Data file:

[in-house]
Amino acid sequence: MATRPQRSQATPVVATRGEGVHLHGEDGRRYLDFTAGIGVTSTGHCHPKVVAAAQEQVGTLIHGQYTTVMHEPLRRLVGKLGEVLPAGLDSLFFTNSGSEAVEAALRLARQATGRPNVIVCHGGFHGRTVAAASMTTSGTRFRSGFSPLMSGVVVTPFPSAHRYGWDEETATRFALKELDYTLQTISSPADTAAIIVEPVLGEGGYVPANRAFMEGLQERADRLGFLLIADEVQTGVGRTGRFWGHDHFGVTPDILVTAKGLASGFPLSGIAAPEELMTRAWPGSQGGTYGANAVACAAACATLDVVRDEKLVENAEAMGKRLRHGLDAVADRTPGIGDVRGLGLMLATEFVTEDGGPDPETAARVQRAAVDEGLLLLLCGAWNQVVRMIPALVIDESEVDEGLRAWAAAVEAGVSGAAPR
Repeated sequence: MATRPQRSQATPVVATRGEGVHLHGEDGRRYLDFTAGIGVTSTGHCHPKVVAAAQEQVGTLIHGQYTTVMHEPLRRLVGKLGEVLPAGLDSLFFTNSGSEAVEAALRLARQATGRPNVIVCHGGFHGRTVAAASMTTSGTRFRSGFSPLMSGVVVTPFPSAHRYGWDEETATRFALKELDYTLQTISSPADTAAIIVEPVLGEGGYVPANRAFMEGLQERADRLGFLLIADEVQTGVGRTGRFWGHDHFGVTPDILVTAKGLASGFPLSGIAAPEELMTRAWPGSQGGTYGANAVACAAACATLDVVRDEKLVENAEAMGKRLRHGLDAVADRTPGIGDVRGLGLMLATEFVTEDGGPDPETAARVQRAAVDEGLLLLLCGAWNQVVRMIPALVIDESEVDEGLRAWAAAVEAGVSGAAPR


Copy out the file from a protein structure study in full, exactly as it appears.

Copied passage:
[in-house]
Amino acid sequence: MATRPQRSQATPVVATRGEGVHLHGEDGRRYLDFTAGIGVTSTGHCHPKVVAAAQEQVGTLIHGQYTTVMHEPLRRLVGKLGEVLPAGLDSLFFTNSGSEAVEAALRLARQATGRPNVIVCHGGFHGRTVAAASMTTSGTRFRSGFSPLMSGVVVTPFPSAHRYGWDEETATRFALKELDYTLQTISSPADTAAIIVEPVLGEGGYVPANRAFMEGLQERADRLGFLLIADEVQTGVGRTGRFWGHDHFGVTPDILVTAKGLASGFPLSGIAAPEELMTRAWPGSQGGTYGANAVACAAACATLDVVRDEKLVENAEAMGKRLRHGLDAVADRTPGIGDVRGLGLMLATEFVTEDGGPDPETAARVQRAAVDEGLLLLLCGAWNQVVRMIPALVIDESEVDEGLRAWAAAVEAGVSGAAPR
Repeated sequence: MATRPQRSQATPVVATRGEGVHLHGEDGRRYLDFTAGIGVTSTGHCHPKVVAAAQEQVGTLIHGQYTTVMHEPLRRLVGKLGEVLPAGLDSLFFTNSGSEAVEAALRLARQATGRPNVIVCHGGFHGRTVAAASMTTSGTRFRSGFSPLMSGVVVTPFPSAHRYGWDEETATRFALKELDYTLQTISSPADTAAIIVEPVLGEGGYVPANRAFMEGLQERADRLGFLLIADEVQTGVGRTGRFWGHDHFGVTPDILVTAKGLASGFPLSGIAAPEELMTRAWPGSQGGTYGANAVACAAACATLDVVRDEKLVENAEAMGKRLRHGLDAVADRTPGIGDVRGLGLMLATEFVTEDGGPDPETAARVQRAAVDEGLLLLLCGAWNQVVRMIPALVIDESEVDEGLRAWAAAVEAGVSGAAPR